Date of Award

1991

Document Type

Dissertation

Degree Name

Doctor of Philosophy (PhD)

Department

Accounting

First Advisor

Bart P. Hartman

Abstract

Two theories of accounting accruals form the core of this study. The theory of the functions of accounting accruals is induced from observation of accounting accruals. One type of accounting accrual reflects incomplete transactions under a system of cash receipts and cash disbursements. The function of these accruals is to convey data about economic events associated with incomplete cash transactions. These accruals are referred to as syntactically redundant accruals. The second type of accounting accrual presents messages in a different format than their counterparts in a system of cash receipts and cash disbursements. The function of these accruals is to enable accounting data users to perceive messages that may be unclear when signaled under a system of cash receipts and cash disbursements. These accruals are referred to as semantically redundant accruals. The theory of the functions of accounting accruals states that accounting accruals are syntactically redundant or semantically redundant in function. The theory of the pragmatic information of accounting accruals states that accounting accruals contain pragmatic information because of their functions. A hypothesis associated with these theories asserts that the pragmatic information of accounting accruals decreases as the financial statement time frame increases. Cash-flow and accrual data were obtained from COMPUSTAT and provided to a neural network to generate forecasts of cash flows from operations. The forecasted cash flows were used to calculate an error metric that functioned as a measure of pragmatic information. A variant of the Bonferroni procedure was used to detect differences between means of error metrics and to test research hypotheses. The results indicated that syntactically and semantically redundant accounting accruals contain pragmatic information. Hypothesis tests, however, provided evidence that only annual accounting accruals contain pragmatic information. Hypothesis tests also indicated that no difference exists between the pragmatic information contained in syntactically redundant accounting accruals and the pragmatic information contained in semantically redundant accounting accruals. Finally, the results of hypothesis tests presented no evidence of a negative relationship between the pragmatic information of accounting accruals and the financial statement time frame.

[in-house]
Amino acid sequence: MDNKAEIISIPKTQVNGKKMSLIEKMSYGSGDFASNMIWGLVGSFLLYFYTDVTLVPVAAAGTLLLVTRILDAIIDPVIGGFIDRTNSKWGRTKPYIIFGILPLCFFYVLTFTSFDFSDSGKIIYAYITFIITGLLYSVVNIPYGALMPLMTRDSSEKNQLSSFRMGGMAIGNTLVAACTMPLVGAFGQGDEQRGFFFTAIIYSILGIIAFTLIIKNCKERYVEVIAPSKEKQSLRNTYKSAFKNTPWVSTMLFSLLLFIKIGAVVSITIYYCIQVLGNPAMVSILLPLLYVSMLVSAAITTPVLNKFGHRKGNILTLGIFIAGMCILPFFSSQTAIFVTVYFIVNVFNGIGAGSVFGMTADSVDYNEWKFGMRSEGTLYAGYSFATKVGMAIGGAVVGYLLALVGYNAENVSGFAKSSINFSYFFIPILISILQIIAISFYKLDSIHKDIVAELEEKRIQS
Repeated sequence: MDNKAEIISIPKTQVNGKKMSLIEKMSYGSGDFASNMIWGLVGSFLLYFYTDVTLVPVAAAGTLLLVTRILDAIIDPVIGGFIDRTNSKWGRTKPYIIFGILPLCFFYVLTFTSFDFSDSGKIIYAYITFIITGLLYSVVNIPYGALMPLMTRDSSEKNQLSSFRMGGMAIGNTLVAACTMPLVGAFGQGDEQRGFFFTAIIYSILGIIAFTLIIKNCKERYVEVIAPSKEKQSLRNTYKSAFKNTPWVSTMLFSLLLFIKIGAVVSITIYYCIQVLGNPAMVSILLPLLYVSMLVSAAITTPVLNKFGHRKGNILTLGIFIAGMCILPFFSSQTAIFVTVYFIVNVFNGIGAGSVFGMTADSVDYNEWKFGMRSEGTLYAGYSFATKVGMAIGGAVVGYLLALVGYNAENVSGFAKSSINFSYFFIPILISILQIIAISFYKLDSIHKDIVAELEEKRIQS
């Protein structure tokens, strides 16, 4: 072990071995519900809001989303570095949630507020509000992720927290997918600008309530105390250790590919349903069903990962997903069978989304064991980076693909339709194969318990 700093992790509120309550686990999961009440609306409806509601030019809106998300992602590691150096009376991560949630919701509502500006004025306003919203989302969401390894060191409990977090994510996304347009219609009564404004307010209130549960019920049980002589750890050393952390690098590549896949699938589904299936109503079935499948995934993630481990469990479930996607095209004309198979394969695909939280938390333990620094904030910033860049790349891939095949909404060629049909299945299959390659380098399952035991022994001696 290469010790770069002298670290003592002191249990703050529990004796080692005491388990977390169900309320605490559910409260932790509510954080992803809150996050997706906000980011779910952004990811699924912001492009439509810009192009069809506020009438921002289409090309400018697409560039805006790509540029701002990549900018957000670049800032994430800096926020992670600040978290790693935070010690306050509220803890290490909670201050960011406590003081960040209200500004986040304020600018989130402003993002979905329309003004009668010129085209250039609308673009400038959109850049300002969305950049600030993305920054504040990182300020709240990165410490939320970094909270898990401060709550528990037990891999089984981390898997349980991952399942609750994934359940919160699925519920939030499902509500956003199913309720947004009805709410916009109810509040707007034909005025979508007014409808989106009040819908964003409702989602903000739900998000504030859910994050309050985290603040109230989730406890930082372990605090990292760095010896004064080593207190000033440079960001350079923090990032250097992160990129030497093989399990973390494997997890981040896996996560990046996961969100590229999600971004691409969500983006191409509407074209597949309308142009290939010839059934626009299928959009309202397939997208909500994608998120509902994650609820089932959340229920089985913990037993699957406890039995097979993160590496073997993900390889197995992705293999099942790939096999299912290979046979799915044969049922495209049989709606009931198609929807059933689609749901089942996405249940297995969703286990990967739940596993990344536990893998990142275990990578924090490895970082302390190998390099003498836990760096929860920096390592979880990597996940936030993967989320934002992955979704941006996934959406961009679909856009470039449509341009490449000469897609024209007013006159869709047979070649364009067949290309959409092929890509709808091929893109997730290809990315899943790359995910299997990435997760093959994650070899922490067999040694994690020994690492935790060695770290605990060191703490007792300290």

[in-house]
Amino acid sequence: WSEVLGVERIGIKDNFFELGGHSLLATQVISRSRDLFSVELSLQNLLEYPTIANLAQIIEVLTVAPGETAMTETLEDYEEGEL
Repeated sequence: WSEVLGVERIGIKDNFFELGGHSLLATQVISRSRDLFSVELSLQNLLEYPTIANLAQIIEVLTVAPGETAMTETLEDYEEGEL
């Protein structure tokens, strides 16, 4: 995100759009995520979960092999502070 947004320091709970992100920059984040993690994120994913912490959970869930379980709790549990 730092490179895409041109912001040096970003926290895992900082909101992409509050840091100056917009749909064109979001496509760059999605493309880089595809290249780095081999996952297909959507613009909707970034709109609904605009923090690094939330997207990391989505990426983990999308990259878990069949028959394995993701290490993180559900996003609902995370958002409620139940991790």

Pages

164

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